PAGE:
When a branch fell from a tree at the Central Park Zoo in New York City last month, killing a 6-month-old baby and severely injuring her mother, who had been holding the infant, Mayor Michael Bloomberg declared it “an act of God.”
But in all likelihood it was the act of a mayor.
The Central Park Zoo is public, but its management has been contracted out.
Surely the mayor should be familiar with the repeated failures of contracting out in New York City over the past two centuries.
The City Council ordered an investigation of these failures in 1825, and the investigation concluded: “The contracting system has not given satisfaction to the public.”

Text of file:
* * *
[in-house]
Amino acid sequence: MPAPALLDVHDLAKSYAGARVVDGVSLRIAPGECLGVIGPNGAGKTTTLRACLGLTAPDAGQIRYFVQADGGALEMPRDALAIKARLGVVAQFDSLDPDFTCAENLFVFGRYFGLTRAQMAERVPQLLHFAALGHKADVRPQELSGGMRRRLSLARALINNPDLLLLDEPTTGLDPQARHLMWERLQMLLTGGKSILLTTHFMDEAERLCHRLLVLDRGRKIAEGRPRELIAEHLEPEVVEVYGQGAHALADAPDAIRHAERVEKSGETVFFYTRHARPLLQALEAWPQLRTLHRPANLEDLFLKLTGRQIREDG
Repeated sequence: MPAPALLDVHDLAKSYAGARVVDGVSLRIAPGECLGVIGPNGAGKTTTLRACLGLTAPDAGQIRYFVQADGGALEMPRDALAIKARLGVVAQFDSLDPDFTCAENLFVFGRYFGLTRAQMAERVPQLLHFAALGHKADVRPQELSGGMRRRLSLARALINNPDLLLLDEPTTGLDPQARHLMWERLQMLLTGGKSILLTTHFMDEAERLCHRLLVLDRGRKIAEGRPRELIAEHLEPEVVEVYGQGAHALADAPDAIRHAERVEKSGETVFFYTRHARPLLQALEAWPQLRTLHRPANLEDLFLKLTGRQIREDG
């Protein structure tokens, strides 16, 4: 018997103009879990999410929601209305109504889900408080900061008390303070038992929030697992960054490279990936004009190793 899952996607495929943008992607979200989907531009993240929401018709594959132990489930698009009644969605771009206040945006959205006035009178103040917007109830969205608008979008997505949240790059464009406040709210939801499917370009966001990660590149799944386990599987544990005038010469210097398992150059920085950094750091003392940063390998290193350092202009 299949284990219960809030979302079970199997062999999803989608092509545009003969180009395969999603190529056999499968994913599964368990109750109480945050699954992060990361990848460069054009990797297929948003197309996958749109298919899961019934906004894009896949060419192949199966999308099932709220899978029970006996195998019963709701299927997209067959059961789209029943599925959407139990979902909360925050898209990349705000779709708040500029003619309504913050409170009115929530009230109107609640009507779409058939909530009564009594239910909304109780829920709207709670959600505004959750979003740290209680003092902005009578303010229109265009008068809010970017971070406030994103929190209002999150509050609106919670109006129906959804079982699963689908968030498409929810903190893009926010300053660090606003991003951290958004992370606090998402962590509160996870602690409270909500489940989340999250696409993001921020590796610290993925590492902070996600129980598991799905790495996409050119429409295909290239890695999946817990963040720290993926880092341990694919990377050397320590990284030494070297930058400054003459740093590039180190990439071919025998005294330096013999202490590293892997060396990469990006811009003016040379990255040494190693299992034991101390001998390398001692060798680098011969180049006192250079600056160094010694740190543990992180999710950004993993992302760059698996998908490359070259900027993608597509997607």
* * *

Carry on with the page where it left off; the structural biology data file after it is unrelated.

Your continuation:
In 1826, a follow-up committee decreed that contracting out should be discarded and explained why:
“Private interest is too frequently at variance with public convenience and therefore ought to be abandoned.”